Pollsters Look to Cellphones to Reach Voters

As most groups switch to cell phones only, pollsters are looking at new ways to reach voters.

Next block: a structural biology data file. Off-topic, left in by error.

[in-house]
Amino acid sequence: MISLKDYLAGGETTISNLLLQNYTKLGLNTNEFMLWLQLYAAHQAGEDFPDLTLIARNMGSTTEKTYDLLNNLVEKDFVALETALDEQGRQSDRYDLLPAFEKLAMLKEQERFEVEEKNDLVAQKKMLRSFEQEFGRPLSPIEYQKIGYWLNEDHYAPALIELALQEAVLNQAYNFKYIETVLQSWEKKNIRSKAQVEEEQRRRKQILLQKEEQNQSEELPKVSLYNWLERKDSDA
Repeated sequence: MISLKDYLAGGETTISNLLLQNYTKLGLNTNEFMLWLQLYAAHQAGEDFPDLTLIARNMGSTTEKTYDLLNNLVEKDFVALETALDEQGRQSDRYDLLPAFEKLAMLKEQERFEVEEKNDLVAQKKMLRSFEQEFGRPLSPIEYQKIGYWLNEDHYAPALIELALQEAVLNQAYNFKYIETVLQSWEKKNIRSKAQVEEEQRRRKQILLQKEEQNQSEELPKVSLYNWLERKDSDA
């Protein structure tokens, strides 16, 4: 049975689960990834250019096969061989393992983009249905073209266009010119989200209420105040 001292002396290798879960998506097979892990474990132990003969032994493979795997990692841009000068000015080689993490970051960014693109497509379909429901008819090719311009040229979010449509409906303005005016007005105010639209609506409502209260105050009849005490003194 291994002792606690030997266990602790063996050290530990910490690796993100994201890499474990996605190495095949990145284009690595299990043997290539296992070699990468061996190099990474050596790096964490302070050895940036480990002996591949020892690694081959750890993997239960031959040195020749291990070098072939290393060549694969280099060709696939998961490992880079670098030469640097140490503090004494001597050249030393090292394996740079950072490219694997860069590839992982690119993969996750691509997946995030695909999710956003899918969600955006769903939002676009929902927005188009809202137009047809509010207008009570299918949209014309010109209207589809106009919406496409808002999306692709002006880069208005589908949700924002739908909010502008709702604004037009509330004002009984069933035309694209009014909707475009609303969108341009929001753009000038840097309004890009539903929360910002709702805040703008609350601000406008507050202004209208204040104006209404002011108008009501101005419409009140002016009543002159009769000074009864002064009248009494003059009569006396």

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What might be coming to your cellphone in time for the 2012 elections? Questions from political pollsters. "If we don't do that in 2012 or '14, this industry is going to collapse because too much of a percent of the vote won't be tracked," says Bill McInturff of Public Opinion Strategies. At issue is counting Hispanics and voters up to 35 years old who have switched exclusively to cellphones, a trend that's expanding to all groups. Without counting them, polls won't be as accurate as they were in the 2010 elections. The problem, says McInturff, is that the law bars automated dialing of cellular phones. And only the richest pollsters and clients can afford human dialing. So he wants an exemption for candidates-only to use auto-dialing for their polls. That would keep the door closed to marketing. But even then, say other pollsters, it might not work because cellphone users don't like to participate in long surveys. That's why pollsters like U.S. News contributor John Zogby have turned to the Internet to ask their questions. "The cellphone phenomenon is only going to grow, and culturally it's not acceptable to do long surveys. That's an invasion," says Zogby.

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